- About 99% of ethanol produced in the United States is used to make “E10,” a mixture of 10% ethanol and 90% gasoline. Flex Fuel Vehicles can use “E85” fuel, a blend of 85% ethanol and 15% gasoline.9
- In 2007, there were close to 250 million vehicles on the road in the US.10
- In 2009, there were between 8.0 and 8.5 million Flex Fuel Vehicles currently on the road in the US (3.2 – 3.5 % of total vehicles). The top five states in the number of Flex Fuel Vehicles on the road are Texas, Florida, California, Michigan, and Ohio, making up one-third of FFVs.4
- The USDA estimates 27 million acres of cropland are needed to produce all the biofuels necessary to meet the RFS mandate. This is 6.5 percent of the total 406.4 million acres of agricultural cropland reported in the 2007 Census of Agriculture.4
- Advanced biofuel production will require up to 4.5% of the available cropland in the Central East region.4
- For ethanol to be competitive with current technology, estimate oil prices must stay above $60-70 per barrel.
- Link to current oil prices: http://money.cnn.com/data/commodities
Links to Other Resources for Energy Statistics
An updated source of statistics on energy consumption and production in the US and around the world. The link "Energy Explained" is especially user-friendly, with graphs describing US, State and International energy consumption and descriptions of different energy sources.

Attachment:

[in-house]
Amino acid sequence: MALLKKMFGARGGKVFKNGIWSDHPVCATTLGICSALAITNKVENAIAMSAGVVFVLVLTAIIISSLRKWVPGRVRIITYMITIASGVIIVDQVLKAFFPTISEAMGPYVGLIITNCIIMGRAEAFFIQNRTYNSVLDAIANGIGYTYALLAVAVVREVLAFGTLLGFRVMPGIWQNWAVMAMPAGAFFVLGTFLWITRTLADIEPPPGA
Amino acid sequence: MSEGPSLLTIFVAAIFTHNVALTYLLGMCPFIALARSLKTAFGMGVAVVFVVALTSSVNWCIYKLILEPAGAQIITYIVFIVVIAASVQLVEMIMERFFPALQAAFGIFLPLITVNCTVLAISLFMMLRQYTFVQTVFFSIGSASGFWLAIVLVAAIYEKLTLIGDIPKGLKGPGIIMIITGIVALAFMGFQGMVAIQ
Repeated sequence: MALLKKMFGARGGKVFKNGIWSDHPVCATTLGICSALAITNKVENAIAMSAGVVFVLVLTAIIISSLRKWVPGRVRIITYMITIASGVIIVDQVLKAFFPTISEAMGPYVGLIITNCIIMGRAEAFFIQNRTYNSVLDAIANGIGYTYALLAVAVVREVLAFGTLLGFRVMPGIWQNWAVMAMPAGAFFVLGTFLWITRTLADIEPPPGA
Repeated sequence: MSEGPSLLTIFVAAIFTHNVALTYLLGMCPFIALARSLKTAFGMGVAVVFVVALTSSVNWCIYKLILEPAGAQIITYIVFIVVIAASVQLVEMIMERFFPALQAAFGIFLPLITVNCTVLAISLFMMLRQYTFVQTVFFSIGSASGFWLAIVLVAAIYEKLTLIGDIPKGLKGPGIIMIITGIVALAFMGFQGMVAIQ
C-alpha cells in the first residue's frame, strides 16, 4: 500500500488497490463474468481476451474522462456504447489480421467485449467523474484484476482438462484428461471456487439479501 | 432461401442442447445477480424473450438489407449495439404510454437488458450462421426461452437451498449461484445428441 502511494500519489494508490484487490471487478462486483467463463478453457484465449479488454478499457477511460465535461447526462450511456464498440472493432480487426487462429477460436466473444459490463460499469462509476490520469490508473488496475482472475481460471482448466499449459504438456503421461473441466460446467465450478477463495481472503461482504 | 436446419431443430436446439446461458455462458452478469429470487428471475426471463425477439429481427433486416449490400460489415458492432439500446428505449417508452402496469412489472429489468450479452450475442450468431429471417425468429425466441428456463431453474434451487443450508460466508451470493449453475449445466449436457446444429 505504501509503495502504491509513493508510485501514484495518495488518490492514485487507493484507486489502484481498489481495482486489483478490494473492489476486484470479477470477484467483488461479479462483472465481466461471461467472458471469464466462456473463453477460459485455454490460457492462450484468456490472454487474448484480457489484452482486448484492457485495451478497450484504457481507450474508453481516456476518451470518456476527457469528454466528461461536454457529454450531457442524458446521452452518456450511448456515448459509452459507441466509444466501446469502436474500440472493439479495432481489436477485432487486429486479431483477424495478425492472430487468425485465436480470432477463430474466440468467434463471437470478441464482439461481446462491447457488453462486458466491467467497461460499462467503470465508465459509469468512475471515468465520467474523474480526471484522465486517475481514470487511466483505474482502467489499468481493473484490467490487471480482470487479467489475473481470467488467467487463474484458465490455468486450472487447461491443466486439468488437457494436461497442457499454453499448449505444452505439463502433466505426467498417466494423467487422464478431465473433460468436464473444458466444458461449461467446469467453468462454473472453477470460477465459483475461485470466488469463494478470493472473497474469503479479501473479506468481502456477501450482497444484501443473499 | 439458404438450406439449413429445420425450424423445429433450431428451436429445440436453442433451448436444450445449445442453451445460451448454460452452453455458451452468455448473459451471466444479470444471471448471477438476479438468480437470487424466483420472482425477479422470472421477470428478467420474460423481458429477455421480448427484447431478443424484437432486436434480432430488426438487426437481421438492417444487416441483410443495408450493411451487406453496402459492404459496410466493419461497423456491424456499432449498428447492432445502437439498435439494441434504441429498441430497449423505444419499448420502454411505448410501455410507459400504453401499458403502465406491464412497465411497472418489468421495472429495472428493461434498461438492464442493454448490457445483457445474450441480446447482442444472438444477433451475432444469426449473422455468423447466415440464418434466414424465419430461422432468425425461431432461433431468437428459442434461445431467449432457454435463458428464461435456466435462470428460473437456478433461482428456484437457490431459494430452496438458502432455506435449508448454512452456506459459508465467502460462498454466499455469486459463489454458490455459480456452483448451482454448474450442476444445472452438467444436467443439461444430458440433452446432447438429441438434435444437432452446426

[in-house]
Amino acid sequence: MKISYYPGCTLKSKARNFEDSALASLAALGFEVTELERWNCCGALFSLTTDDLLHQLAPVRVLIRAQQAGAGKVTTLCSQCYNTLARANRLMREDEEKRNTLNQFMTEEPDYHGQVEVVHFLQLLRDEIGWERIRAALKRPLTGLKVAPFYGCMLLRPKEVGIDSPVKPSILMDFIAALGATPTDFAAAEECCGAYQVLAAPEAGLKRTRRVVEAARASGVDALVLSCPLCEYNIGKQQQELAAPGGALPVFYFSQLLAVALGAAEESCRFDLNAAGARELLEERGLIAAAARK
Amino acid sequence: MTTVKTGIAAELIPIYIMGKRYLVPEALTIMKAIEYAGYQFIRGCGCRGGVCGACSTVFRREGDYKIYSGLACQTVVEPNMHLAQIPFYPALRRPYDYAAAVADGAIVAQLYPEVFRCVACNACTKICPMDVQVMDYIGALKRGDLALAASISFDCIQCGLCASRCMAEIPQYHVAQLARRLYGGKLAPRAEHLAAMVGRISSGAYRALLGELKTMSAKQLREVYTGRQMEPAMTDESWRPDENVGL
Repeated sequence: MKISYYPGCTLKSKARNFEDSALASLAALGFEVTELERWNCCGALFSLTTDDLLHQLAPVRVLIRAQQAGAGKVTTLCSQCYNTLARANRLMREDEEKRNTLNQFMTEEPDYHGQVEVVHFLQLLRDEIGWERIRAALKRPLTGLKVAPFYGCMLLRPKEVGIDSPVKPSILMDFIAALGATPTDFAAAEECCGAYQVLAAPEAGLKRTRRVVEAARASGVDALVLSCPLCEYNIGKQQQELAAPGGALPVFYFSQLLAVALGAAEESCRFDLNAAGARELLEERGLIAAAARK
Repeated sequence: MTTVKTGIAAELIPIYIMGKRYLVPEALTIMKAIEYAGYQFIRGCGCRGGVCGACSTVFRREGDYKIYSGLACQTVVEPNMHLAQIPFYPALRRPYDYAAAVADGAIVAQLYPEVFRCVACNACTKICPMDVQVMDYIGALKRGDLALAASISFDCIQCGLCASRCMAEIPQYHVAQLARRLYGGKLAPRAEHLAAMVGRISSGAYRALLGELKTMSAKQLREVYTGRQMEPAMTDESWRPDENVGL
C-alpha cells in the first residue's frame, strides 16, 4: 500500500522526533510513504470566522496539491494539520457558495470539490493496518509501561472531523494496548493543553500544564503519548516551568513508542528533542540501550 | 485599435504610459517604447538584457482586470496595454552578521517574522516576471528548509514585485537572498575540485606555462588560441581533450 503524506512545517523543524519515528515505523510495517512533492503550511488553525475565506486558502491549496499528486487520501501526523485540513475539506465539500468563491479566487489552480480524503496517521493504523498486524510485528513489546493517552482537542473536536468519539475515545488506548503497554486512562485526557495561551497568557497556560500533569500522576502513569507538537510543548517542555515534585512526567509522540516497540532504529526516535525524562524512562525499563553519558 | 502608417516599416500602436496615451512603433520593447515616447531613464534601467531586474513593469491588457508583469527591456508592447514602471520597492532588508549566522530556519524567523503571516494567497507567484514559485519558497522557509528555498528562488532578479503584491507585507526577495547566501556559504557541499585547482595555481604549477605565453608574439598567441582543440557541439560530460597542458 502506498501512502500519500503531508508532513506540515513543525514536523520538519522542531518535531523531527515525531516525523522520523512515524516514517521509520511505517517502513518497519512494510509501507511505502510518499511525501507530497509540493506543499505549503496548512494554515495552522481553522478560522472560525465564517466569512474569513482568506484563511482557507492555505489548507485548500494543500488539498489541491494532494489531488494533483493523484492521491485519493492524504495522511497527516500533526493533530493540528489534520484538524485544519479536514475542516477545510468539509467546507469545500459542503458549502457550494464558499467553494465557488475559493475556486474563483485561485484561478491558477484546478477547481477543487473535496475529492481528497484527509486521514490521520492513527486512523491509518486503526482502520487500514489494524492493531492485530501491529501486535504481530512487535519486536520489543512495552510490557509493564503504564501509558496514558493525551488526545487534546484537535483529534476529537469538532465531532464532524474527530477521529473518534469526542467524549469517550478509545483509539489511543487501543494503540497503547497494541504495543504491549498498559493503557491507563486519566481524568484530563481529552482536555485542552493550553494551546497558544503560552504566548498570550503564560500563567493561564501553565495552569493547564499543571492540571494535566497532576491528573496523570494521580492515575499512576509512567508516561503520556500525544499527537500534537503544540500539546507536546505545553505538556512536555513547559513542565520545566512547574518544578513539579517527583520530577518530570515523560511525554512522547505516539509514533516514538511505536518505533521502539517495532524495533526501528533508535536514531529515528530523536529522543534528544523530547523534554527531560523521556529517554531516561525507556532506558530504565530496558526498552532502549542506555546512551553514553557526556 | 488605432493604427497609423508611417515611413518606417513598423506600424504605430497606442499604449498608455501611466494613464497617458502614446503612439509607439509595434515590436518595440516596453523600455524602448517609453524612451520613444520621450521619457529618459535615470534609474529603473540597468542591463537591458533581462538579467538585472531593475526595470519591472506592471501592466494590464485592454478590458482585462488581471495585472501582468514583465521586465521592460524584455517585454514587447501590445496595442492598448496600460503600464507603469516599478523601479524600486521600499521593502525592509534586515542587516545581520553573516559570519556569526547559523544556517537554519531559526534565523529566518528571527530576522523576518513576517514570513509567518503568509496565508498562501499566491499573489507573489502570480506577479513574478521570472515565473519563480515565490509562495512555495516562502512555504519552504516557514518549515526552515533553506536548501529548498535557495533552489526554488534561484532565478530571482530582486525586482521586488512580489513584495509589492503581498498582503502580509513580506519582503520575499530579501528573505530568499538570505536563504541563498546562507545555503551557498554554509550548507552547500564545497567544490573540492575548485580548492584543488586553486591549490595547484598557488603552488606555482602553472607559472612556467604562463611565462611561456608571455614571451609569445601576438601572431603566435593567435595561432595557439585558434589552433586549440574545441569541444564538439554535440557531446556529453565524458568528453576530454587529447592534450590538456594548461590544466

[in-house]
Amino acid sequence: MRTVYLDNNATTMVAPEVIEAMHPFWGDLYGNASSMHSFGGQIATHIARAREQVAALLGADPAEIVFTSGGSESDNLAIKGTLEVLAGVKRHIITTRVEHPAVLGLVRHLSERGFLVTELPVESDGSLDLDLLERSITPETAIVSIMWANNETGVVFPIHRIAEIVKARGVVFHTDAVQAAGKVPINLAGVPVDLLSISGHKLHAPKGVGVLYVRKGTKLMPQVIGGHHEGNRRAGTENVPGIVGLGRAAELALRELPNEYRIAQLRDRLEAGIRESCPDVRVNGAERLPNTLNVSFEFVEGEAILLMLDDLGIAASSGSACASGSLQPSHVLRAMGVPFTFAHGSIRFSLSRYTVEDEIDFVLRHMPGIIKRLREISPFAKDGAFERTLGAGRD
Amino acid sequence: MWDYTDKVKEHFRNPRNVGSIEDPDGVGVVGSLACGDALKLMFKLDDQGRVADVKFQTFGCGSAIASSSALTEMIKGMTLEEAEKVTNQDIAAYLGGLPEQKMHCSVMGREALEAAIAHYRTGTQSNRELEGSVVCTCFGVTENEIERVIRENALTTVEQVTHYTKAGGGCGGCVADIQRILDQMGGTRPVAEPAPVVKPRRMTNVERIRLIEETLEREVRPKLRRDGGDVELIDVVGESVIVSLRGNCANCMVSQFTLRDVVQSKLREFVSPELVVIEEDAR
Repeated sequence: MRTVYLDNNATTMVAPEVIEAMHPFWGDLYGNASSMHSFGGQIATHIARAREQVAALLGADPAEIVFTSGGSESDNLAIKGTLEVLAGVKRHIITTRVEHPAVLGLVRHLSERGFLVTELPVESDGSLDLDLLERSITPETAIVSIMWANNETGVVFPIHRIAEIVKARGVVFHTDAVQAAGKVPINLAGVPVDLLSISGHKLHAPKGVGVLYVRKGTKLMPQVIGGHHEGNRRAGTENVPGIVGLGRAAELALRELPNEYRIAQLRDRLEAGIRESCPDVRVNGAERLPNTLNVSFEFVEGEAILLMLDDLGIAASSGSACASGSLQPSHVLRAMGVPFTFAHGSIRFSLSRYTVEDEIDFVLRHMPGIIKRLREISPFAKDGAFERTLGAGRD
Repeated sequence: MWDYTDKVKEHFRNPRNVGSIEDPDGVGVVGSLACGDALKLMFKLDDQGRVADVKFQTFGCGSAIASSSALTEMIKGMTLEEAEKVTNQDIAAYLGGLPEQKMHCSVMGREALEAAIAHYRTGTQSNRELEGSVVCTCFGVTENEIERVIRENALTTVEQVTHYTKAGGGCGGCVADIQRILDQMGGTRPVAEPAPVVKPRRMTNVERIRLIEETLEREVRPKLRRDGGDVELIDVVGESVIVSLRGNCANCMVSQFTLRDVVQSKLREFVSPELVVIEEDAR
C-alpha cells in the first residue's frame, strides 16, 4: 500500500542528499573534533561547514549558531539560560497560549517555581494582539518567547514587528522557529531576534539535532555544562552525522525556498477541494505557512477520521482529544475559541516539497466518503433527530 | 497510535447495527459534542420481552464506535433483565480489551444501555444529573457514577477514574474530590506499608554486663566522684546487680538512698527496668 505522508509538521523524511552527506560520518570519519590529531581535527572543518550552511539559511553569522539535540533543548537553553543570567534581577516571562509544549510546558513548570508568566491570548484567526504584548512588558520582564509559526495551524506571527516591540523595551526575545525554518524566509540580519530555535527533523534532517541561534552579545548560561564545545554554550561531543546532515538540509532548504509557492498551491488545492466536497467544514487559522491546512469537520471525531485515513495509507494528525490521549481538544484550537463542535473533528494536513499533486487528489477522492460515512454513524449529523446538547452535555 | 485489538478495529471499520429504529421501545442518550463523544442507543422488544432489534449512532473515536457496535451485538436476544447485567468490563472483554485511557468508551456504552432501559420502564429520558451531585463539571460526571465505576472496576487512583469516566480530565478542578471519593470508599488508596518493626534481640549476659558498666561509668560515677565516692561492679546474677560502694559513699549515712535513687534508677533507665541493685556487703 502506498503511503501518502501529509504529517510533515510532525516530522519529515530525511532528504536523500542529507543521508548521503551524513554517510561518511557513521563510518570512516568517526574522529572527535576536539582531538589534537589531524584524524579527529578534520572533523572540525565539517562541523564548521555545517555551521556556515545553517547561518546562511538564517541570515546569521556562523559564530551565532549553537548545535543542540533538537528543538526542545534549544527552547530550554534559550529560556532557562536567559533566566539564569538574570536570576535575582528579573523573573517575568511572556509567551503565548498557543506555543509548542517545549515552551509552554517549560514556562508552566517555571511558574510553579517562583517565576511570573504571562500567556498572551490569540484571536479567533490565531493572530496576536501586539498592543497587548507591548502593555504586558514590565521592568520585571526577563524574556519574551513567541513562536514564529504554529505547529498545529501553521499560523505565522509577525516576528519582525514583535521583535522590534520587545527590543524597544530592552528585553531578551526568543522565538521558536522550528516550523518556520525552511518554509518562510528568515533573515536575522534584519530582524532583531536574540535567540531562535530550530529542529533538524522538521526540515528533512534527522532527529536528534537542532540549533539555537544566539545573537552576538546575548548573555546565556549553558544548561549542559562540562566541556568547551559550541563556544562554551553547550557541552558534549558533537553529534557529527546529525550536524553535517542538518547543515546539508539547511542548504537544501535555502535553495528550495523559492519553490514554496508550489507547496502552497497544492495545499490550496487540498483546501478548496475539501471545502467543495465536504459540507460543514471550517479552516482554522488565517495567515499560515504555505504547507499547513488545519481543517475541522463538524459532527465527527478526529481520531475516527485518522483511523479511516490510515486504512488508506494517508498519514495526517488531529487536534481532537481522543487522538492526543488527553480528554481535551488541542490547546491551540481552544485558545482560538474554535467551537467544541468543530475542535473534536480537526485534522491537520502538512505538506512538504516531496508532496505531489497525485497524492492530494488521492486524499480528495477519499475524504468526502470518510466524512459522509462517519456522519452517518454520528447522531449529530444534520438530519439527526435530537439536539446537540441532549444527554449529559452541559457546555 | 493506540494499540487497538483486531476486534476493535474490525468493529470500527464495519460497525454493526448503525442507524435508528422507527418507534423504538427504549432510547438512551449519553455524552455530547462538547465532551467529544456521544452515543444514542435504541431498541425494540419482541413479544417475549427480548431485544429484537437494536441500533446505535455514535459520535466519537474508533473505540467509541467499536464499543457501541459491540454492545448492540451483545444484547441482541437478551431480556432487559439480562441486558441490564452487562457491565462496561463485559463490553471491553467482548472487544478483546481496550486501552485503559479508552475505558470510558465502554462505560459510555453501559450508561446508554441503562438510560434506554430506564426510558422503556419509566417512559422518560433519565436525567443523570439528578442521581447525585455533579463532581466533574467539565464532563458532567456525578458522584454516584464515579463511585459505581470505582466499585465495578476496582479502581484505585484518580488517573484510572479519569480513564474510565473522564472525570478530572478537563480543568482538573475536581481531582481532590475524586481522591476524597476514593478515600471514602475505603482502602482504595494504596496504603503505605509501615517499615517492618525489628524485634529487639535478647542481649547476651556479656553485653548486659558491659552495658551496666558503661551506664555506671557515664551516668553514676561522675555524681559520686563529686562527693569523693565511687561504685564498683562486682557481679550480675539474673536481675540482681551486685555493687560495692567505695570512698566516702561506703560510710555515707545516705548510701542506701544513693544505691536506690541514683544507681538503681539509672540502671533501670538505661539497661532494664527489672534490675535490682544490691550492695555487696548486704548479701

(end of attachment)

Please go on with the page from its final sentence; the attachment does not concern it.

Comprehensive information from the Energy Efficiency and Renewable Energy arm of the DOE. Find information on fuels, vehicles, laws and incentives, data, etc. For a quick update on today's prices and current production stats try biofuels data from the US Department of Energy, Energy Information Administration.
This page on biofuels is part of a larger website from the National Academies with resources and information regarding energy use in the United States. The website explores how we get our energy, the task of increasing efficiency, the extended costs of our energy use, as well as the variety of sources which can meet our energy demands. Both conventional sources, such as fossil fuels, as well as emerging technologies, such as biofuels, are examined. National Academies discusses how we are using biofuels today, how they fit into the broader picture of our energy use, as well as their role in the future.